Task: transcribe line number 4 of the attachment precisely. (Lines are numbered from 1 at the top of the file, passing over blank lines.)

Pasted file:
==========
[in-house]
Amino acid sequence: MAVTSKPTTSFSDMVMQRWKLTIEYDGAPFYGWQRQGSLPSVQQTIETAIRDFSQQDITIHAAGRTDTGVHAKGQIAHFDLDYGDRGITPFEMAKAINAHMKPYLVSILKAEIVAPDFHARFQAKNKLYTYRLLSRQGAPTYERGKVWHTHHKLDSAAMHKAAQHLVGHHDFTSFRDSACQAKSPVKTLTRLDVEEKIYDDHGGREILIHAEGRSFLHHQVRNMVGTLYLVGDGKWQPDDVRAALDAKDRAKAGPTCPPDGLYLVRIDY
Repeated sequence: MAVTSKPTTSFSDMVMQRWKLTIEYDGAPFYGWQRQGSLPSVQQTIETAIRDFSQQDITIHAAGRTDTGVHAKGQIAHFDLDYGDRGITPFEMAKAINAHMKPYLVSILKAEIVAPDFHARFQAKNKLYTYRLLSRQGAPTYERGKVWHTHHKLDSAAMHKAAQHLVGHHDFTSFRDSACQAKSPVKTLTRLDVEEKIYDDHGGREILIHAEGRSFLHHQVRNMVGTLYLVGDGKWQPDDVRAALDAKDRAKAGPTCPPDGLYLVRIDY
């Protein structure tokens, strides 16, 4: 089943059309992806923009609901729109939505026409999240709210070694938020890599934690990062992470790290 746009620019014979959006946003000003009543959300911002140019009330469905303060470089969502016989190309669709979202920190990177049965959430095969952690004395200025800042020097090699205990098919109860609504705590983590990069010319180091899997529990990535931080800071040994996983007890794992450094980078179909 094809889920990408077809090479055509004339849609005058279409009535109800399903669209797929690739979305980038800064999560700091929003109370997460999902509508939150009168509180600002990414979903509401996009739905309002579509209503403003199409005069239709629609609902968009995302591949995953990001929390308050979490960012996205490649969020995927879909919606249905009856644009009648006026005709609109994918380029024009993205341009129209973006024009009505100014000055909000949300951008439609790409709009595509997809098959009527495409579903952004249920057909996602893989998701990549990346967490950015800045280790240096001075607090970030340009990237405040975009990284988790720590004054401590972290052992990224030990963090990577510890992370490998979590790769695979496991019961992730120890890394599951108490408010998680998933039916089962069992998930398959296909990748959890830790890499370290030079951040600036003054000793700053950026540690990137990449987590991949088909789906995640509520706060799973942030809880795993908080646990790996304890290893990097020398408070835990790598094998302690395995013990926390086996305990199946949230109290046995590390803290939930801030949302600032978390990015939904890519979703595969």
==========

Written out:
């Protein structure tokens, strides 16, 4: 089943059309992806923009609901729109939505026409999240709210070694938020890599934690990062992470790290 746009620019014979959006946003000003009543959300911002140019009330469905303060470089969502016989190309669709979202920190990177049965959430095969952690004395200025800042020097090699205990098919109860609504705590983590990069010319180091899997529990990535931080800071040994996983007890794992450094980078179909 094809889920990408077809090479055509004339849609005058279409009535109800399903669209797929690739979305980038800064999560700091929003109370997460999902509508939150009168509180600002990414979903509401996009739905309002579509209503403003199409005069239709629609609902968009995302591949995953990001929390308050979490960012996205490649969020995927879909919606249905009856644009009648006026005709609109994918380029024009993205341009129209973006024009009505100014000055909000949300951008439609790409709009595509997809098959009527495409579903952004249920057909996602893989998701990549990346967490950015800045280790240096001075607090970030340009990237405040975009990284988790720590004054401590972290052992990224030990963090990577510890992370490998979590790769695979496991019961992730120890890394599951108490408010998680998933039916089962069992998930398959296909990748959890830790890499370290030079951040600036003054000793700053950026540690990137990449987590991949088909789906995640509520706060799973942030809880795993908080646990790996304890290893990097020398408070835990790598094998302690395995013990926390086996305990199946949230109290046995590390803290939930801030949302600032978390990015939904890519979703595969």